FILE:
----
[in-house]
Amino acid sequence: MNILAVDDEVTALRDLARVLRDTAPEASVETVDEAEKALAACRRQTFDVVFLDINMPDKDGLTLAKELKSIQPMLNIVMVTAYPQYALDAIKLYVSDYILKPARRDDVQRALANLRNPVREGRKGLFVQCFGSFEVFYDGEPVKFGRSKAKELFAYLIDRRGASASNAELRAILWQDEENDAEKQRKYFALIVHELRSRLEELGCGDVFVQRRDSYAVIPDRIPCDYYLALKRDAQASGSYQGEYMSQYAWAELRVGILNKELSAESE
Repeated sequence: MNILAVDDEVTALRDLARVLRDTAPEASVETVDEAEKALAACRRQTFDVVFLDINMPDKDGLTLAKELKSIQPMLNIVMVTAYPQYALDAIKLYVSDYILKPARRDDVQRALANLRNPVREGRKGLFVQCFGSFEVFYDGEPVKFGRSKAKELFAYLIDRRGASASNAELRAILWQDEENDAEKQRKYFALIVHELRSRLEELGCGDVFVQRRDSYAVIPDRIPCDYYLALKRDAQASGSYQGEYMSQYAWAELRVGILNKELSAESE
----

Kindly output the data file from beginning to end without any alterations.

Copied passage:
[in-house]
Amino acid sequence: MNILAVDDEVTALRDLARVLRDTAPEASVETVDEAEKALAACRRQTFDVVFLDINMPDKDGLTLAKELKSIQPMLNIVMVTAYPQYALDAIKLYVSDYILKPARRDDVQRALANLRNPVREGRKGLFVQCFGSFEVFYDGEPVKFGRSKAKELFAYLIDRRGASASNAELRAILWQDEENDAEKQRKYFALIVHELRSRLEELGCGDVFVQRRDSYAVIPDRIPCDYYLALKRDAQASGSYQGEYMSQYAWAELRVGILNKELSAESE
Repeated sequence: MNILAVDDEVTALRDLARVLRDTAPEASVETVDEAEKALAACRRQTFDVVFLDINMPDKDGLTLAKELKSIQPMLNIVMVTAYPQYALDAIKLYVSDYILKPARRDDVQRALANLRNPVREGRKGLFVQCFGSFEVFYDGEPVKFGRSKAKELFAYLIDRRGASASNAELRAILWQDEENDAEKQRKYFALIVHELRSRLEELGCGDVFVQRRDSYAVIPDRIPCDYYLALKRDAQASGSYQGEYMSQYAWAELRVGILNKELSAESE